Save the Children has issued a report on the status of health care in Syria, titled “A devastating toll: the impact of three years of war on the health of Syria’s children.” The report exposes a broken health system and its consequences: children not just dying from violent means but from diseases that would previously either have been treatable or prevented.
An excellent video, from the New York Times website, titled “Syria’s Wounded Generation,” shows a medical after-care center near Turkey’s border with Syria, where civilians and combatants recover from life-altering injuries. The Times’s Mac William Bishop spoke to casualties of Syria’s brutal war.
According to the letter:
Systematic assaults on medical professionals, facilities, and patients are breaking Syria’s health care system and making it nearly impossible for civilians to receive essential medical services. The targeted attacks on medical facilities and personnel are deliberate and systematic, not an inevitable nor acceptable consequence of armed conflict. Such attacks are an unconscionable betrayal of the principle of medical neutrality.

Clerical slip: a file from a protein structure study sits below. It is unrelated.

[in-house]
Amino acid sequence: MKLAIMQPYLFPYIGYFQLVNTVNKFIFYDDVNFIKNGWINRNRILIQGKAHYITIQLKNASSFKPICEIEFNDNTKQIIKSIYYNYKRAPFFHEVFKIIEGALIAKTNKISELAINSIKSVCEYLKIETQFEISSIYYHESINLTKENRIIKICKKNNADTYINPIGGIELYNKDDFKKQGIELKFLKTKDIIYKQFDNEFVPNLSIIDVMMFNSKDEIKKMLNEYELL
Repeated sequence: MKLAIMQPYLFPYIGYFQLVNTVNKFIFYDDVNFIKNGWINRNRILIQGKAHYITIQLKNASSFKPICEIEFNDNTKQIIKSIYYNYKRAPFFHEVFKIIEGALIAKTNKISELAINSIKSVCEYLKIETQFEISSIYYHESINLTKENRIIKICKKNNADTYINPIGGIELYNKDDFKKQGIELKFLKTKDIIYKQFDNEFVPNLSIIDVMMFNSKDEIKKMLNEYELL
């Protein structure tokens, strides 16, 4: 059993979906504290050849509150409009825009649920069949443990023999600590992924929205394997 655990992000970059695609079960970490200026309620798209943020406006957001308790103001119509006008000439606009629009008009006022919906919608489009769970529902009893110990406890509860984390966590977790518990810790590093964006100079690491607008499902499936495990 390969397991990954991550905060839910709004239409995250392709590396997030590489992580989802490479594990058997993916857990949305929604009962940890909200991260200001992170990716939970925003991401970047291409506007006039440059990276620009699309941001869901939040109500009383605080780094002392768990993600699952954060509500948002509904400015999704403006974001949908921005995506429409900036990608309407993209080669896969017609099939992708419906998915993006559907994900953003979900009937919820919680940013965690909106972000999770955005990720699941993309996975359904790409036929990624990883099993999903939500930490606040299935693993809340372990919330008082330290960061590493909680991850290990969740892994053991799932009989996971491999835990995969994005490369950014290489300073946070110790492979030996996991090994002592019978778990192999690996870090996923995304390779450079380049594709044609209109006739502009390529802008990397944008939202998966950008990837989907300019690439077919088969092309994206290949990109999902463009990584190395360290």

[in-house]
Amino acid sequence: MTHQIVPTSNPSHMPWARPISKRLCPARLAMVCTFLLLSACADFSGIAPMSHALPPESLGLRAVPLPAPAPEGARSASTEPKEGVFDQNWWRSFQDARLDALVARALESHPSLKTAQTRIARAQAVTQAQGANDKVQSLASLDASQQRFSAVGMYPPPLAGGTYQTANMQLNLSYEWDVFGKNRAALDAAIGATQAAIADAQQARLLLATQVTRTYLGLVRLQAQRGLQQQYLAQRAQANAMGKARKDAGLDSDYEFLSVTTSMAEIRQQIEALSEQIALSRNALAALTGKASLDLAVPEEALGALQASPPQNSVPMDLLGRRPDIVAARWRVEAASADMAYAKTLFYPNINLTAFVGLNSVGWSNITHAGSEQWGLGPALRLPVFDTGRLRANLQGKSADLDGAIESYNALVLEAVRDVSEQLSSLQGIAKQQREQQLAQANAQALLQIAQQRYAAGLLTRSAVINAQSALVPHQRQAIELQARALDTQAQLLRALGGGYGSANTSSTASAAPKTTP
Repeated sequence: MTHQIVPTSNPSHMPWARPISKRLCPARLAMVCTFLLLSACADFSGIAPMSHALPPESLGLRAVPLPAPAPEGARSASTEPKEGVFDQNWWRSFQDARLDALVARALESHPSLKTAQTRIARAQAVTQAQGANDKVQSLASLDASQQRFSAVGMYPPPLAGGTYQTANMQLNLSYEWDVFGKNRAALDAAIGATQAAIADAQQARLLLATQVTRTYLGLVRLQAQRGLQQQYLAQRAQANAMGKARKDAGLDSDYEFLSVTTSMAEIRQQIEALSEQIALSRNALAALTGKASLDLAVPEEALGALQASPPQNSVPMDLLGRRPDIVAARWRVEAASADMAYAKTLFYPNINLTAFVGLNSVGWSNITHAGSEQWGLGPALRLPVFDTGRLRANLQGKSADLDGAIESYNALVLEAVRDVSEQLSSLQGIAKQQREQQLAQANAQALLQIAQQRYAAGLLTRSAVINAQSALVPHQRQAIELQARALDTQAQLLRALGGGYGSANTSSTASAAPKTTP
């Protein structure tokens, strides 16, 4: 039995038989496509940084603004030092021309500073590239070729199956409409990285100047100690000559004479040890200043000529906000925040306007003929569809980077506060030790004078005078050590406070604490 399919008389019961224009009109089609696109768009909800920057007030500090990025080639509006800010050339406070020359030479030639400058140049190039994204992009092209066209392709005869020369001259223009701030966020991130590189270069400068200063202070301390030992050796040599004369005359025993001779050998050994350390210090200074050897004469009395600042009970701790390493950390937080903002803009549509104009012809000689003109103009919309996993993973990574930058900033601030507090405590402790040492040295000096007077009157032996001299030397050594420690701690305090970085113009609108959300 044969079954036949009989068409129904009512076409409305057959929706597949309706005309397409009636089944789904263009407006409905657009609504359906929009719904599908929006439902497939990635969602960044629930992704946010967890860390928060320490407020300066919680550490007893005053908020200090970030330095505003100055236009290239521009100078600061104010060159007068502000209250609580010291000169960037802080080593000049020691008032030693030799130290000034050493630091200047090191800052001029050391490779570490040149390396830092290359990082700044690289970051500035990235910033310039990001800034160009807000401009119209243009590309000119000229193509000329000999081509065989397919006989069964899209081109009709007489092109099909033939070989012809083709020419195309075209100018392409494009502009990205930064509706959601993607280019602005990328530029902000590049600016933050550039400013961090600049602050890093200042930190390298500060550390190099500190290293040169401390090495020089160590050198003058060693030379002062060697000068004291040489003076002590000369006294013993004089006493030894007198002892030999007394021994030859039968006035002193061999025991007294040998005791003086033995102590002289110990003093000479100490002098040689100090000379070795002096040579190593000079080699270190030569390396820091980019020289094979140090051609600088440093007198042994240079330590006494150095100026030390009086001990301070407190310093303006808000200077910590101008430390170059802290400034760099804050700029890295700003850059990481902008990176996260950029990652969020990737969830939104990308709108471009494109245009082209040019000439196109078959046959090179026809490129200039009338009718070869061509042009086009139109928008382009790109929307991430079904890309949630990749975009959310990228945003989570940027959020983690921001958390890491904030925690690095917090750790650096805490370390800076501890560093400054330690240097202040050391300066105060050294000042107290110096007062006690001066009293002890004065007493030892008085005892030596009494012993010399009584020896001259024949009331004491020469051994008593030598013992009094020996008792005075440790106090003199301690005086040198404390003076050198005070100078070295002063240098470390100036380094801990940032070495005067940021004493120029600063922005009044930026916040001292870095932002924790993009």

CBS News in the US has this television news story about Dr. Katranji.
Bab al-Hawa Hospital in northern Syria near the Turkish border, serves Syria’s wounded from what was once an immigration and customs building.
This Australian report describes the situation at the hospital.
Here’s an excerpt:
“The hospital, which reeked of blood, on average, treats around 40 patients a day, mainly as a result from shelling and bombings in the Idlib province. Eighty per cent of patients are civilians – the majority children.”